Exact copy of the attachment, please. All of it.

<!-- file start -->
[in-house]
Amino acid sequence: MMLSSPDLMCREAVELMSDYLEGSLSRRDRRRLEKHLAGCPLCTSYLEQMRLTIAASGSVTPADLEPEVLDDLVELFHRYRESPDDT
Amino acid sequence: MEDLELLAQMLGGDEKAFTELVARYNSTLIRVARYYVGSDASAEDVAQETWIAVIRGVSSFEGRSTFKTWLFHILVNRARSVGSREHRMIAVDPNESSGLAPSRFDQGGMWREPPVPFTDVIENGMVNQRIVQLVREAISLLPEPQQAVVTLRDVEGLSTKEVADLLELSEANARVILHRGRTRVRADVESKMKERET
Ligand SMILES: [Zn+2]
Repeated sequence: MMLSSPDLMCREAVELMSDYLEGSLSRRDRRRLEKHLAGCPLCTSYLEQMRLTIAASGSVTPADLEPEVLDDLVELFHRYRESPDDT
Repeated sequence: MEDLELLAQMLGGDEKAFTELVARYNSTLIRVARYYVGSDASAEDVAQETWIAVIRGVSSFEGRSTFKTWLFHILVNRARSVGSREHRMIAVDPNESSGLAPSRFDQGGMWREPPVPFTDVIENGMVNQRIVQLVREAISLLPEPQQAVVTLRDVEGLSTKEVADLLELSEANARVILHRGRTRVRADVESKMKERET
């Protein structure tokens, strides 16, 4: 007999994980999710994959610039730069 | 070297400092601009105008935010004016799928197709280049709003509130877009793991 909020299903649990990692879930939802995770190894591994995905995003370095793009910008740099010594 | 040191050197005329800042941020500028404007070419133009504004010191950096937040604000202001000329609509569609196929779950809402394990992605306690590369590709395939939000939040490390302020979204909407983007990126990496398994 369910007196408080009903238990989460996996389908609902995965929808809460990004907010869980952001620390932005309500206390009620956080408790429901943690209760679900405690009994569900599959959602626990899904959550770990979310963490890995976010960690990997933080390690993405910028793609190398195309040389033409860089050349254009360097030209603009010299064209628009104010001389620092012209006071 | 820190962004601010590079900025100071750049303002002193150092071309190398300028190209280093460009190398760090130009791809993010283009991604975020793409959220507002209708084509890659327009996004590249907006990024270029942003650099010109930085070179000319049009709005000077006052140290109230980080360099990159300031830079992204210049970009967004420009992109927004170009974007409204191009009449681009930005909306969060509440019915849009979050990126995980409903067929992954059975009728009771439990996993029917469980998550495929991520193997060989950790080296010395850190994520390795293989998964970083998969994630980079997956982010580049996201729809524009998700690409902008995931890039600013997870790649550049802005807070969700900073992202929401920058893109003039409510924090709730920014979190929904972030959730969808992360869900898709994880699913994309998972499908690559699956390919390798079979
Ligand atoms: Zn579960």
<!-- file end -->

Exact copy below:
[in-house]
Amino acid sequence: MMLSSPDLMCREAVELMSDYLEGSLSRRDRRRLEKHLAGCPLCTSYLEQMRLTIAASGSVTPADLEPEVLDDLVELFHRYRESPDDT
Amino acid sequence: MEDLELLAQMLGGDEKAFTELVARYNSTLIRVARYYVGSDASAEDVAQETWIAVIRGVSSFEGRSTFKTWLFHILVNRARSVGSREHRMIAVDPNESSGLAPSRFDQGGMWREPPVPFTDVIENGMVNQRIVQLVREAISLLPEPQQAVVTLRDVEGLSTKEVADLLELSEANARVILHRGRTRVRADVESKMKERET
Ligand SMILES: [Zn+2]
Repeated sequence: MMLSSPDLMCREAVELMSDYLEGSLSRRDRRRLEKHLAGCPLCTSYLEQMRLTIAASGSVTPADLEPEVLDDLVELFHRYRESPDDT
Repeated sequence: MEDLELLAQMLGGDEKAFTELVARYNSTLIRVARYYVGSDASAEDVAQETWIAVIRGVSSFEGRSTFKTWLFHILVNRARSVGSREHRMIAVDPNESSGLAPSRFDQGGMWREPPVPFTDVIENGMVNQRIVQLVREAISLLPEPQQAVVTLRDVEGLSTKEVADLLELSEANARVILHRGRTRVRADVESKMKERET
């Protein structure tokens, strides 16, 4: 007999994980999710994959610039730069 | 070297400092601009105008935010004016799928197709280049709003509130877009793991 909020299903649990990692879930939802995770190894591994995905995003370095793009910008740099010594 | 040191050197005329800042941020500028404007070419133009504004010191950096937040604000202001000329609509569609196929779950809402394990992605306690590369590709395939939000939040490390302020979204909407983007990126990496398994 369910007196408080009903238990989460996996389908609902995965929808809460990004907010869980952001620390932005309500206390009620956080408790429901943690209760679900405690009994569900599959959602626990899904959550770990979310963490890995976010960690990997933080390690993405910028793609190398195309040389033409860089050349254009360097030209603009010299064209628009104010001389620092012209006071 | 820190962004601010590079900025100071750049303002002193150092071309190398300028190209280093460009190398760090130009791809993010283009991604975020793409959220507002209708084509890659327009996004590249907006990024270029942003650099010109930085070179000319049009709005000077006052140290109230980080360099990159300031830079992204210049970009967004420009992109927004170009974007409204191009009449681009930005909306969060509440019915849009979050990126995980409903067929992954059975009728009771439990996993029917469980998550495929991520193997060989950790080296010395850190994520390795293989998964970083998969994630980079997956982010580049996201729809524009998700690409902008995931890039600013997870790649550049802005807070969700900073992202929401920058893109003039409510924090709730920014979190929904972030959730969808992360869900898709994880699913994309998972499908690559699956390919390798079979
Ligand atoms: Zn579960």